Into the Belly of the Beast

Over the past few months of this project, we have established a faairly consistent shopping routine. we make the rounds of three and sometimes a fourth store in our area, none further than 10 miles away. I think we’ve been fairly successful at our main goal of reducing the overall food-mile radius of our grocery shopping while staying within our strict food budget. Meanwhile, the elephant in the room of grocery retailers set a footprint down in our community. While they had a store just across the state line, I don’t think it was a shiny new Super Center, so they went and built one of those in our town, pretty much right across from the Safeway.

Now, we had ceased visiting this company’s stores several years ago, when we first heard about some of their more unsavory business practices. We were a bit worn down by the relentless consumer culture then, too. I was even involved for a time with a grass-roots campaign to stop one of their Super Centers from opening in the town where I then lived. I found forgetting about the company surprisingly easy to do; it was an abstraction, like cricket or dark matter or driving a Mercedes-something I could ponder theoretically, but with little apparent impact on my daily life.

Working on this project has brought the company back onto my radar, so to speak, since it has so much leverage in the global food business. In fact, it has become symbolic of the dark side of globalism: bland uniformity, mediocre quality, and a general race to the bottom, not to mention the destructive impact on wages and working conditions across the world. Yet they obviously deliver what millions of people want: lots of cheap stuff all together in one place. Now that they are making big moves into the food system via their initiatives to provide more local produce, increase the nutritional value of their house brand, and open more supermarkets in underserved urban locations, I believe the time has come to look more closely at this corporation and the implications of its existence and practices.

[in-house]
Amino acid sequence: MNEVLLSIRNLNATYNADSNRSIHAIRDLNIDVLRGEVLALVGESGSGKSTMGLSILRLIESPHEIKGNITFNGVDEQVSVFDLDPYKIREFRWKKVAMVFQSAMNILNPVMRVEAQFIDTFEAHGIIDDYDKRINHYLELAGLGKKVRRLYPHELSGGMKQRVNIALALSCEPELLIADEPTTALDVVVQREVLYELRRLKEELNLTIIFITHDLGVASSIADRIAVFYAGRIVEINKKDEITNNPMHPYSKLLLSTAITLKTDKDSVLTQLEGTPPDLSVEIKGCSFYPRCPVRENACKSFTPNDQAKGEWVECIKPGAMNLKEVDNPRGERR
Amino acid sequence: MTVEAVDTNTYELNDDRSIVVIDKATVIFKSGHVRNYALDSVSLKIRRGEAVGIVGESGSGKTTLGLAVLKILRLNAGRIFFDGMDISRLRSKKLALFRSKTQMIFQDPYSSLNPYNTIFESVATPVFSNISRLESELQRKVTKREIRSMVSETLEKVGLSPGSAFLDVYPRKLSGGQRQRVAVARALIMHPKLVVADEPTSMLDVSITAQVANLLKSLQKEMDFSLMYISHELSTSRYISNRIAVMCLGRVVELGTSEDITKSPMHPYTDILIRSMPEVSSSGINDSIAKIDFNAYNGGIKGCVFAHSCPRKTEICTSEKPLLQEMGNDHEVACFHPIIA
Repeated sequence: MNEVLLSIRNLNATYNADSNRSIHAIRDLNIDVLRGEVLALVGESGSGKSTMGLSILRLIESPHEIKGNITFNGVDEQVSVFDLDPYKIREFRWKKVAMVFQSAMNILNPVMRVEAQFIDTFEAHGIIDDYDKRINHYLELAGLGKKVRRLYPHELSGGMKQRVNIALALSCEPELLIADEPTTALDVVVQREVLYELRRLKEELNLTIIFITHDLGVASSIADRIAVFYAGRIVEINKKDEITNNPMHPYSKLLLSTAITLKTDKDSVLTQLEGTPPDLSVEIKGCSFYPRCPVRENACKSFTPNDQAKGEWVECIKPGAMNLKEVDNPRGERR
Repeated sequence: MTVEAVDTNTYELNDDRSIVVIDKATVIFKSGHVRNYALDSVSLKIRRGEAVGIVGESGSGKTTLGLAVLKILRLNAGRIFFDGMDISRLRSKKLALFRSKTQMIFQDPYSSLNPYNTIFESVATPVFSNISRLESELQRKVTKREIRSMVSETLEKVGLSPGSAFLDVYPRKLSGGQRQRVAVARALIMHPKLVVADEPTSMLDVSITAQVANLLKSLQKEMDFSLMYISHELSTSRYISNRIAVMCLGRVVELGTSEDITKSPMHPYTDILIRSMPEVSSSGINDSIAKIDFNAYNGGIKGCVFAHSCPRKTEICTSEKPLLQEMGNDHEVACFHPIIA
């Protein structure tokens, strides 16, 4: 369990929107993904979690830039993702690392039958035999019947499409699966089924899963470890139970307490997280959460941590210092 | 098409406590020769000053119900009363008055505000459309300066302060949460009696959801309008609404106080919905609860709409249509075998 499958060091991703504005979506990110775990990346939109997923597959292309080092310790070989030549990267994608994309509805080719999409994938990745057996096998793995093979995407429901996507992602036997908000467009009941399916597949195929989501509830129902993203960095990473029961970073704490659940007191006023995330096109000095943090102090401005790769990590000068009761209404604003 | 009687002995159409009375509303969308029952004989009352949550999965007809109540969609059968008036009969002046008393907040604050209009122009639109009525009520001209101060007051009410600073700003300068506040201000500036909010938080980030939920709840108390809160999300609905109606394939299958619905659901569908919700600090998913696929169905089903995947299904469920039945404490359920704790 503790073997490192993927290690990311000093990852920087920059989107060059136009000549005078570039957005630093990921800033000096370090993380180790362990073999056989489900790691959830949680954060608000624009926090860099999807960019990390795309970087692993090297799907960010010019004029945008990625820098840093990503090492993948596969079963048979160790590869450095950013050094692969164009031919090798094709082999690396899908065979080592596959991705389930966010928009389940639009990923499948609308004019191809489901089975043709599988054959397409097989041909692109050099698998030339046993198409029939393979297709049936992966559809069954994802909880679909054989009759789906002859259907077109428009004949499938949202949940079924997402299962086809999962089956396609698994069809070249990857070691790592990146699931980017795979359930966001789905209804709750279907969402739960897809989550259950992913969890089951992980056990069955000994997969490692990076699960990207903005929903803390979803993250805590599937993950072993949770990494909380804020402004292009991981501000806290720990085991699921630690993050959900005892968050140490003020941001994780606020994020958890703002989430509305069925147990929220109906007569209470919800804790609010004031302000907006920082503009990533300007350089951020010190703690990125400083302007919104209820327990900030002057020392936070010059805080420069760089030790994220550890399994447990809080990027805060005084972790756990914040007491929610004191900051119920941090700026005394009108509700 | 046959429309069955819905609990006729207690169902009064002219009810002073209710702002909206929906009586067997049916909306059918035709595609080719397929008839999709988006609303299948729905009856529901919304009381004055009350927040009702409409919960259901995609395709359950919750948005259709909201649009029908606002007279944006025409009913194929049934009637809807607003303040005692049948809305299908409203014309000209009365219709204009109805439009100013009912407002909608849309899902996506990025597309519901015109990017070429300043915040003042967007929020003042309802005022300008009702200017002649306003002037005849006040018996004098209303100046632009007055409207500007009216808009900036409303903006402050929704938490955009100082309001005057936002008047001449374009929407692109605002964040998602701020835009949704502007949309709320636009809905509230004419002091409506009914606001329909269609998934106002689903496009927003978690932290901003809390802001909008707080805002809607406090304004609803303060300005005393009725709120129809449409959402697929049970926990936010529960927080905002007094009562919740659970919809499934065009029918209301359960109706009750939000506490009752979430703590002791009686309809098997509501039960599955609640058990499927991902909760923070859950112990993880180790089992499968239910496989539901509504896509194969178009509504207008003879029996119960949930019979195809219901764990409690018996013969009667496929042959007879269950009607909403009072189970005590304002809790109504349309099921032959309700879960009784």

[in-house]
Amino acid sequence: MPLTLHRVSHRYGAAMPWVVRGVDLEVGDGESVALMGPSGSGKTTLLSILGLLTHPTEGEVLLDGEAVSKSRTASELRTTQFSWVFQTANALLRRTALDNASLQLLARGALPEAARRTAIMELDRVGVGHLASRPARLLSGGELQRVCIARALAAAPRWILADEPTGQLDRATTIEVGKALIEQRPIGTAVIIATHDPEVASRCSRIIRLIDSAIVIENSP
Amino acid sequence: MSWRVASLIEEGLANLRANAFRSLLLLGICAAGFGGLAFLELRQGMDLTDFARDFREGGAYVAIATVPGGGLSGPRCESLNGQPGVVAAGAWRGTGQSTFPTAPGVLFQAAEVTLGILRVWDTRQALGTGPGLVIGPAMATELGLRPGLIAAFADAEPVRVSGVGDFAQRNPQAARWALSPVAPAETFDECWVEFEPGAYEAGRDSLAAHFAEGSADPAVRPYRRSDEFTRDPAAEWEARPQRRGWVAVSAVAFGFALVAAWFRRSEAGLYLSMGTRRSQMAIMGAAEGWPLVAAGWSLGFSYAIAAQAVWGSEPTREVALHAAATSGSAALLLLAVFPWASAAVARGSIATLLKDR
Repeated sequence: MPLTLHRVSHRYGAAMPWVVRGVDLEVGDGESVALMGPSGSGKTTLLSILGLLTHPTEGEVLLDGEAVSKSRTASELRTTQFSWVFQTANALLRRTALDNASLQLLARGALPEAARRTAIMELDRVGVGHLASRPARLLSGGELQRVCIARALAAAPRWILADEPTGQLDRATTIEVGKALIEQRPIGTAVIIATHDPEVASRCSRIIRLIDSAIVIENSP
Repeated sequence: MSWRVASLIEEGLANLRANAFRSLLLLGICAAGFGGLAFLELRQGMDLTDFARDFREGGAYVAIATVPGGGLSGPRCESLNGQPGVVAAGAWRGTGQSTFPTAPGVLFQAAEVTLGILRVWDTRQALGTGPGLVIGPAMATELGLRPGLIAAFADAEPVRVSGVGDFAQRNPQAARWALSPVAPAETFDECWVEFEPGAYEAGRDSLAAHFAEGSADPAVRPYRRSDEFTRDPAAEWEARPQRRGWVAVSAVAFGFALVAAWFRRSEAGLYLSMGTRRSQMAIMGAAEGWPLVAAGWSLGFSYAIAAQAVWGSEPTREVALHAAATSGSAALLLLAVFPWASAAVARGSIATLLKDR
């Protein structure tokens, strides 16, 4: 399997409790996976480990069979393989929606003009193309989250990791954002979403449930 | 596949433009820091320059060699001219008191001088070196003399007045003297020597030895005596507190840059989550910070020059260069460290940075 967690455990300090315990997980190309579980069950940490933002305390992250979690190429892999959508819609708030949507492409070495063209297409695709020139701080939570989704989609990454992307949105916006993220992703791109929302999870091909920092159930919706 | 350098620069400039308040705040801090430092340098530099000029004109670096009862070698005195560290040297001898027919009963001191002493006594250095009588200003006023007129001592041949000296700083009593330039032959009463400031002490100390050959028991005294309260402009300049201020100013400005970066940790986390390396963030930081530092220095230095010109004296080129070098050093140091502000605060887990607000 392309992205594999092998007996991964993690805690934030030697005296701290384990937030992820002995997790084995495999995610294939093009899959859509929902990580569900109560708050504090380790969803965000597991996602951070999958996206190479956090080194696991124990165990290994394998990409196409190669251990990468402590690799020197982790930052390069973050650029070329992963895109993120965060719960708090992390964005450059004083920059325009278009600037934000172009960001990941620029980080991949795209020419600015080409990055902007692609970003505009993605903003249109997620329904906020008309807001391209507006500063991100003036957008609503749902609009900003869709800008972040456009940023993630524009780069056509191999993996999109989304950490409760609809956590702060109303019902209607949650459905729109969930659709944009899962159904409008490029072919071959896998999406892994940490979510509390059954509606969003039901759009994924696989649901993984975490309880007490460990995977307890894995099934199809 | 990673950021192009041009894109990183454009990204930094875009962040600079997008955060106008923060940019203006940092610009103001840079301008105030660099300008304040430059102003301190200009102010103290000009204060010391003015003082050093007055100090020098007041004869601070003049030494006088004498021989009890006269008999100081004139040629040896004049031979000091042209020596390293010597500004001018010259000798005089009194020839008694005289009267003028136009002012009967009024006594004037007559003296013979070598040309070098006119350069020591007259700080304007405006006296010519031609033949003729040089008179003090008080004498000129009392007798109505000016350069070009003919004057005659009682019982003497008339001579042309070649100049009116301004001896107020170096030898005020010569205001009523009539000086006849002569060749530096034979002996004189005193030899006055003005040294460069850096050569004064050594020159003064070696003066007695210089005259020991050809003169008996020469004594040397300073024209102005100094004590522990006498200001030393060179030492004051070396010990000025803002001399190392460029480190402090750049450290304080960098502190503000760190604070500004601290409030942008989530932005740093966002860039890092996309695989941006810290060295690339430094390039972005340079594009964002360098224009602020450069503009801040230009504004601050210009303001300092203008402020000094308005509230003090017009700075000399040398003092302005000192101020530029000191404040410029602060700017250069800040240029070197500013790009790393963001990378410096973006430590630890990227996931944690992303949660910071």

I actually began this analysis informally in the fall, with this post on the NPR story about the struggles of low-income families to stretch their grocery budget by shopping at the colossus. I may have jumped the gun a bit by publishing this post before a proper introduction to the whole theme, but the thing has come together somewhat by accident. In the tradition of participant analysis, we have decided to do our grocery shopping for one week at the Walmart in town, then report our observations through the lens of our position as budding low-income locavores. I plan to to a cost-value analysis of what we buy there compared to our usual shopping routine, and My Dear Wife is going to write a guest column with some sociological considerations. I’ll try to include some of The Boys’ expert commentary as well. This should be very interesting.

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About poorlocavore

Welcome to one family's journey towards a smaller food-mile footprint on a small food budget. How do our choices affect the environment, and what influences our choices? Read on and find out what I'm learning.
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4 Responses to Into the Belly of the Beast

  1. A recent post bandied about the idea of raising chickens, I would assume for the eggs. You included a great story that I’ll call “an egg grows in Brooklyn.” Here are my thoughts on that.

    While the idea of raising chickens may be appealing, I question the economic value. Initially, you must prepare a shelter and fencing, and a watering and feeding device. Then you must buy whatever food they eat on a regular basis. This sounds like a pretty large layout of cash. If you were to consider eating one of these, who would do the ugly deed, and how would your boys react to eating one of their pets? They will think of them as pets, for sure. Not a good idea, and I have some childhood experiences related to this.

    My main point is one of economics. You stated in another post that you are able to buy locally grown eggs at a phenominally low price. I would stick to that. It is so much easier to boy a box of eggs than to care for chickens.

    Perhaps you were not considering this venture, but I thought I would lay out my thoughts anyway.

    • poorlocavore says:

      Those are all excellent points. I’m a bit leery of the idea myself. We did see some chickens at the Backyard Harvest site who fed off of food waste and of course produced fertilizer, but I doubt that we could make it a self-sustaining operation on our little lot. It would be more of a hobby/learning experience, if it ever gets that far.

  2. Sam Young says:

    Long ago shunned WalMart because of the long lines at the cash register even tho they have a zillion unmanned cash register stalls. Also thought we would be better served by those grocery stores with an in-house butcher shop and bakery and a more complete fruit and veggie section. Maybe I need to reconsider this concept since so much is now ready-packaged anyway. Look forward to your posting on this matter.

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